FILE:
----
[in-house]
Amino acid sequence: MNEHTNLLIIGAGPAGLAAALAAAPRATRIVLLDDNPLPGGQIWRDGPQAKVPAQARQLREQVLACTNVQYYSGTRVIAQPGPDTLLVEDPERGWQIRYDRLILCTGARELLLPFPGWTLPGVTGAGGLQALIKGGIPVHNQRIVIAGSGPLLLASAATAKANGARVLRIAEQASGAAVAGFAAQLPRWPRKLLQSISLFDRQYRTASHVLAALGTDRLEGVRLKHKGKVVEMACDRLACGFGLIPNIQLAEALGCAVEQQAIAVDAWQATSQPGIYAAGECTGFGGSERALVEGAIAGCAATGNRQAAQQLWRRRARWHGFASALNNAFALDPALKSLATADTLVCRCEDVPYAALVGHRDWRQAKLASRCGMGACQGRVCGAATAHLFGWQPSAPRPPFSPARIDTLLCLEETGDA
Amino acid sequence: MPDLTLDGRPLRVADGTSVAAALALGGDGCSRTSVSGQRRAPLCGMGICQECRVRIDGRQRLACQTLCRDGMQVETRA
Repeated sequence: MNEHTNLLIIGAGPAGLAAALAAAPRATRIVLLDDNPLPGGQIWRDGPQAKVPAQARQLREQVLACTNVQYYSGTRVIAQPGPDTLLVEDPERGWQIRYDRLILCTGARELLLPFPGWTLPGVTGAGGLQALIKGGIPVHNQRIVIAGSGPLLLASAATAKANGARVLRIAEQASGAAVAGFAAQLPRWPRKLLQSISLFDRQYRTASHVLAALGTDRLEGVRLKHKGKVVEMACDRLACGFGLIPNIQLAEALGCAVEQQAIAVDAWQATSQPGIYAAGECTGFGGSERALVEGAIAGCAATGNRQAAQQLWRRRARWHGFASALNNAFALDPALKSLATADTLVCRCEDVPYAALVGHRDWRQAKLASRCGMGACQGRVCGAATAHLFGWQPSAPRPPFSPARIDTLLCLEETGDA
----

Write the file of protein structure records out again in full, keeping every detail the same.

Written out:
[in-house]
Amino acid sequence: MNEHTNLLIIGAGPAGLAAALAAAPRATRIVLLDDNPLPGGQIWRDGPQAKVPAQARQLREQVLACTNVQYYSGTRVIAQPGPDTLLVEDPERGWQIRYDRLILCTGARELLLPFPGWTLPGVTGAGGLQALIKGGIPVHNQRIVIAGSGPLLLASAATAKANGARVLRIAEQASGAAVAGFAAQLPRWPRKLLQSISLFDRQYRTASHVLAALGTDRLEGVRLKHKGKVVEMACDRLACGFGLIPNIQLAEALGCAVEQQAIAVDAWQATSQPGIYAAGECTGFGGSERALVEGAIAGCAATGNRQAAQQLWRRRARWHGFASALNNAFALDPALKSLATADTLVCRCEDVPYAALVGHRDWRQAKLASRCGMGACQGRVCGAATAHLFGWQPSAPRPPFSPARIDTLLCLEETGDA
Amino acid sequence: MPDLTLDGRPLRVADGTSVAAALALGGDGCSRTSVSGQRRAPLCGMGICQECRVRIDGRQRLACQTLCRDGMQVETRA
Repeated sequence: MNEHTNLLIIGAGPAGLAAALAAAPRATRIVLLDDNPLPGGQIWRDGPQAKVPAQARQLREQVLACTNVQYYSGTRVIAQPGPDTLLVEDPERGWQIRYDRLILCTGARELLLPFPGWTLPGVTGAGGLQALIKGGIPVHNQRIVIAGSGPLLLASAATAKANGARVLRIAEQASGAAVAGFAAQLPRWPRKLLQSISLFDRQYRTASHVLAALGTDRLEGVRLKHKGKVVEMACDRLACGFGLIPNIQLAEALGCAVEQQAIAVDAWQATSQPGIYAAGECTGFGGSERALVEGAIAGCAATGNRQAAQQLWRRRARWHGFASALNNAFALDPALKSLATADTLVCRCEDVPYAALVGHRDWRQAKLASRCGMGACQGRVCGAATAHLFGWQPSAPRPPFSPARIDTLLCLEETGDA